WILMINGTON, N.C. — Catastrophic flooding from Florence spread across the Carolinas on Sunday, with roads to Wilmington cut off by the epic deluge and muddy river water swamping entire neighborhoods miles inland.

“The risk to life is rising with the angry waters,” Gov. Roy Cooper declared as the storm’s death toll climbed to 16.

Florence continued to crawl westward, dumping more than 30 inches of rain in spots since Friday, and fears of historic flooding grew.

Tens of thousands were ordered evacuated from communities along the state’s steadily rising rivers – with the Cape Fear, Little River, Lumber, Waccamaw and Pee Dee rivers all projected to burst their banks.

In Wilmington, with roads leading in and out of the city underwater and streams still swelling upward, residents waited for hours outside stores and restaurants for basic necessities like water. Police guarded the door of one store, and only 10 people were allowed inside at a time.

Woody White, chairman of the board of commissioners of New Hanover County, said officials were planning for food and water to be flown into the coastal city of nearly 120,000 people.

About 70 miles away from the coast, residents near the Lumber River stepped from their homes directly into boats floating in their front yards; river forecasts showed the scene could be repeated in towns as far as 250 miles inland as waters rise for days.

Downgraded overnight to a tropical depression, Florence was still massive. Radar showed parts of the sprawling storm over six states, with North and South Carolina in the bull’s-eye.

The storm’s death toll reached 16 when a pickup truck ran into standing water in South Carolina and the driver lost control, hitting a tree, authorities said. Two other people also died in storm-related wrecks, and two more died from inhaling carbon monoxide from a generator in their home.

As rivers swelled, state regulators and environmental groups were monitoring the threat from gigantic hog and poultry farms located in low-lying, flood-prone areas.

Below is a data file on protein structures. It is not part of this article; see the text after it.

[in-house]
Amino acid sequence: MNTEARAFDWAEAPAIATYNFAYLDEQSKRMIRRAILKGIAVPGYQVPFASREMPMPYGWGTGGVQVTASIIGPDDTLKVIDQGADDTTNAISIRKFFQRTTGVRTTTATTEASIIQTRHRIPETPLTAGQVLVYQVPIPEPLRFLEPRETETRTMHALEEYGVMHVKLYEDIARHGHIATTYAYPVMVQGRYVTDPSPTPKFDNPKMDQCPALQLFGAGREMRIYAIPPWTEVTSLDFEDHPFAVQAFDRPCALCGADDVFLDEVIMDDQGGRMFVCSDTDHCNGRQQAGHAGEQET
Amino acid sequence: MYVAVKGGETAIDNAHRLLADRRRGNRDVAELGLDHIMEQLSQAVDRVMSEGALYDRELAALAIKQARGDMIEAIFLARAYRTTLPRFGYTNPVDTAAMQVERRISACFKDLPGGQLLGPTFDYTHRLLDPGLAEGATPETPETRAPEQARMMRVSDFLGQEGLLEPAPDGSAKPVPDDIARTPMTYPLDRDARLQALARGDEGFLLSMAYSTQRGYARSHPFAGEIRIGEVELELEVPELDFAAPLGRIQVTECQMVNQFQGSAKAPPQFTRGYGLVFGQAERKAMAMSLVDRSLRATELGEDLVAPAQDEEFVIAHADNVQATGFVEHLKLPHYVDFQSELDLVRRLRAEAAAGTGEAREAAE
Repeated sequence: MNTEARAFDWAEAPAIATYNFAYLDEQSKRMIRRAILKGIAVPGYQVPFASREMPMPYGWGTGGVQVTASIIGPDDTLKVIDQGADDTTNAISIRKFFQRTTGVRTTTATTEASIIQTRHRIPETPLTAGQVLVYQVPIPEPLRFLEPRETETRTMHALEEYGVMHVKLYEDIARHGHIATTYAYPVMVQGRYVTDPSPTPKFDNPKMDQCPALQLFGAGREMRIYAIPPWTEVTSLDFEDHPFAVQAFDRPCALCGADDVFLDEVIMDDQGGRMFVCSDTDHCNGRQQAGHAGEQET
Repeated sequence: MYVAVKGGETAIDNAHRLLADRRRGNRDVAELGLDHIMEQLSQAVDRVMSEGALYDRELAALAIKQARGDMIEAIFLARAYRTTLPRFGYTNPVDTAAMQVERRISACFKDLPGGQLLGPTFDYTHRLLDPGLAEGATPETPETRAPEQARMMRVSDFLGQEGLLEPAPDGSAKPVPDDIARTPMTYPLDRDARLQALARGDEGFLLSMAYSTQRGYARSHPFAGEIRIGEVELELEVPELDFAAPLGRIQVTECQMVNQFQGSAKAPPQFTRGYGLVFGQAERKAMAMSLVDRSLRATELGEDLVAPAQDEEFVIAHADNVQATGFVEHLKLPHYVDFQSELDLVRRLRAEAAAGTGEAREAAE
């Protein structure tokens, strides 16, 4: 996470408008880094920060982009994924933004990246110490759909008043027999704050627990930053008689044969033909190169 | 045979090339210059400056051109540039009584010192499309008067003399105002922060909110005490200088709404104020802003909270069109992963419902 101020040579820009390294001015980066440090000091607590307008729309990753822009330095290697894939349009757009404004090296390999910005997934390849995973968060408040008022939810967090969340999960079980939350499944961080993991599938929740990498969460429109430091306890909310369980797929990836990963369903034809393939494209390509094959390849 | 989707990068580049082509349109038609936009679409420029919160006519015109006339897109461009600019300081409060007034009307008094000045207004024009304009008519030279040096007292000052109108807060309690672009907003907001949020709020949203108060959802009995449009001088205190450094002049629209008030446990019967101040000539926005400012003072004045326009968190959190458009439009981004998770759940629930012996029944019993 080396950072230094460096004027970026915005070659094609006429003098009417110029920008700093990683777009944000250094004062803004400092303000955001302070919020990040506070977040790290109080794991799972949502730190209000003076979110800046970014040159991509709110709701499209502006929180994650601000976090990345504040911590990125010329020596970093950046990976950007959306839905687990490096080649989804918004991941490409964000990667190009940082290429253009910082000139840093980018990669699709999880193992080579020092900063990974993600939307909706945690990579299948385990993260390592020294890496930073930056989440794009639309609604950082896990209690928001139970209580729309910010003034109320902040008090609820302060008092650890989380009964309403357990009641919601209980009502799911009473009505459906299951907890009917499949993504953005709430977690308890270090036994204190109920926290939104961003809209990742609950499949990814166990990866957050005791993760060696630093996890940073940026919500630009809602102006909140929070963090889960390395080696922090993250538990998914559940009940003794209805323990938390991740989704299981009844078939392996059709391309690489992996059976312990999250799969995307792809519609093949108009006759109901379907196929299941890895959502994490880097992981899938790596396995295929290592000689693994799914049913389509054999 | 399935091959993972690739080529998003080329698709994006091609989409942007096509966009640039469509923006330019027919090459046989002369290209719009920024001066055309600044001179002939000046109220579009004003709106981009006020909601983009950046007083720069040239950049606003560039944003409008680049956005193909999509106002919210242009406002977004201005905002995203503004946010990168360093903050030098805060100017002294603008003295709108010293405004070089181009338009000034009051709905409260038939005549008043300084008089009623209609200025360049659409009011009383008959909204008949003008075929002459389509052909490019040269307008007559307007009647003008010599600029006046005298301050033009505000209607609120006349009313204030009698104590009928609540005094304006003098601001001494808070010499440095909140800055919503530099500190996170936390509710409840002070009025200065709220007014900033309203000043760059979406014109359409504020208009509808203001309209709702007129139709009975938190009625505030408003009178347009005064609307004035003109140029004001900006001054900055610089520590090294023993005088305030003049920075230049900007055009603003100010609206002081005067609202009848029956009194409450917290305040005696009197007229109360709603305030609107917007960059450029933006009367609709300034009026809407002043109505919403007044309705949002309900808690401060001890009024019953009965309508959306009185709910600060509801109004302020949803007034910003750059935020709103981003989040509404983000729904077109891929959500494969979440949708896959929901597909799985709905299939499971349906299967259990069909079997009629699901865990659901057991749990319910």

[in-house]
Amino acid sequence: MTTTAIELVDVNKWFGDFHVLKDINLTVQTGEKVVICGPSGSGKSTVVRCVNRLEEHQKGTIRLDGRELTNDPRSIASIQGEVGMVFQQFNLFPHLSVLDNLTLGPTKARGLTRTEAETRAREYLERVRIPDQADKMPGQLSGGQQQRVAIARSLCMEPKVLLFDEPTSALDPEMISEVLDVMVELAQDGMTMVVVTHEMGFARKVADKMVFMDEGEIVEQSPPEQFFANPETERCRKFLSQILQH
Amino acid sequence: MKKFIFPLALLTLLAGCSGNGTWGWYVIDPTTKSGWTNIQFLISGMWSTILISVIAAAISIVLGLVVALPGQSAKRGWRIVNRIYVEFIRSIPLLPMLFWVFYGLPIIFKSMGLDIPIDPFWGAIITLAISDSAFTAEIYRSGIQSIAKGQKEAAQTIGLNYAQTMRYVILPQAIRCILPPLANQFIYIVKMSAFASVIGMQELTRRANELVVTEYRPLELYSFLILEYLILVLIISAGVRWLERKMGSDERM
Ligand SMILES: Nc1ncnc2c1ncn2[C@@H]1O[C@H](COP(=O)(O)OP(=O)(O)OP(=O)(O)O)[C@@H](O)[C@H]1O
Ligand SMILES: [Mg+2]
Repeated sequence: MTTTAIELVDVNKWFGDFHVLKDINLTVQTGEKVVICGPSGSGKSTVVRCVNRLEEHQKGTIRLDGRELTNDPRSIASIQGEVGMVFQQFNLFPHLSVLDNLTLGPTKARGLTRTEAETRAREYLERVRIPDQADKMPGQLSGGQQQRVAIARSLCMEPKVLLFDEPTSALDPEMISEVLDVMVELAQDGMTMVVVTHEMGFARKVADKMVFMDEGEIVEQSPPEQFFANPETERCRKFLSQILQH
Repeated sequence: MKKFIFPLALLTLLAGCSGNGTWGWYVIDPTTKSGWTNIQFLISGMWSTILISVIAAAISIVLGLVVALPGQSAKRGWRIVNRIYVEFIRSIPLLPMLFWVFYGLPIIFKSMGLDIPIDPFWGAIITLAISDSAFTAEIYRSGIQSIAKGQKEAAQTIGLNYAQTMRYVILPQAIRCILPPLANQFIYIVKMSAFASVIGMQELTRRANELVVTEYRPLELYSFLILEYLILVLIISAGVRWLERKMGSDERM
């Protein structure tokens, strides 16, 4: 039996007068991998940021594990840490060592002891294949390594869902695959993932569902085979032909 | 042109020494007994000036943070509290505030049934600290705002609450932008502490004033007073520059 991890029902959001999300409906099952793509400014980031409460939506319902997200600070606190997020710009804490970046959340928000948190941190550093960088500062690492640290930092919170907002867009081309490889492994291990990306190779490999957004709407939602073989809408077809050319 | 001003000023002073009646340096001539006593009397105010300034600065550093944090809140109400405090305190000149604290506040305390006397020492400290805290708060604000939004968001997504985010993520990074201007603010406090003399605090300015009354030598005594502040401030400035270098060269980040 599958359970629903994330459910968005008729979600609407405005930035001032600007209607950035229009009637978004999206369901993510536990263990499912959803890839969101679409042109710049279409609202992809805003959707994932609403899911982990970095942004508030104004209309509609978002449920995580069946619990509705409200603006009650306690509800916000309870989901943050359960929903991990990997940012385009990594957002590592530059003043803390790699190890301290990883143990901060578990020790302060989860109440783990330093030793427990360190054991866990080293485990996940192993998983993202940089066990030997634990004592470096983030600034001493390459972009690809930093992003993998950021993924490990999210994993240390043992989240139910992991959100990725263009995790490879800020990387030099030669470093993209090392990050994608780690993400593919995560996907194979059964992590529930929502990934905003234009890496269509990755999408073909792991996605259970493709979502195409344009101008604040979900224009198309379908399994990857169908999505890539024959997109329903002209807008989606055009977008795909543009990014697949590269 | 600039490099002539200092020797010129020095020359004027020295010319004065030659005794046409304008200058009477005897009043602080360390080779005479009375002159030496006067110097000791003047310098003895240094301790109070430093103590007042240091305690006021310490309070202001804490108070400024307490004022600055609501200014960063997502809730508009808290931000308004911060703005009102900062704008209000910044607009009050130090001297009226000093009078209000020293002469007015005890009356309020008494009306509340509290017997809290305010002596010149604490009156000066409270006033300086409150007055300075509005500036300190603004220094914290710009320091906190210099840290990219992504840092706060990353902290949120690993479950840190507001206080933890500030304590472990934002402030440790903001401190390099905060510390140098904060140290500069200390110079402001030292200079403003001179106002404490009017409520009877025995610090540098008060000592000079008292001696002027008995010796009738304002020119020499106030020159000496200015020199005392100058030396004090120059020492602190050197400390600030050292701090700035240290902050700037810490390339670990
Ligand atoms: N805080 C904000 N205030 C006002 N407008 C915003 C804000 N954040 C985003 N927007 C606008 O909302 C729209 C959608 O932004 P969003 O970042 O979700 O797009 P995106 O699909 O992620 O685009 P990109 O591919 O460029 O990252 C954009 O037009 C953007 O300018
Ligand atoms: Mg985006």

The industrial-scale farms contain vast pits of animal feces and urine that can pose a significant pollution threat if they are breached or inundated by floodwaters. In past hurricanes, flooding at dozens of farms also left hundreds of thousands of dead hogs, chickens and other decomposing livestock bobbing in floodwaters.

Stream gauges across the region showed water levels rising steadily, with forecasts calling for rivers to crest Sunday and Monday at or near record levels. The Defense Department said about 13,500 military personnel had been assigned to help relief efforts.

Authorities ordered the immediate evacuation of up to 7,500 people living within a mile of a stretch of the Cape Fear River and the Little River, about 100 miles from the North Carolina coast. The evacuation zone included part of the city of Fayetteville, population 200,000.

Duke Energy said heavy rains caused a slope to collapse at a coal ash landfill at a closed power station outside Wilmington late Saturday, but there was no indication contamination had drained into the nearby Cape Fear River.

Near the flooded-out town of New Bern , where about 455 people had to be rescued from the swirling flood waters, water completely surrounded churches, businesses and homes. In the neighboring town of Trenton, downtown streets were turned into creeks full of brown water.

The rain was unrelenting in Cheraw, a town of about 6,000 people in northeastern South Carolina. Streets were flooded and Police Chief Keith Thomas warned people not to drive, but the local food and gas store had customers.

“As you can tell, they’re not listening to me,” he said.

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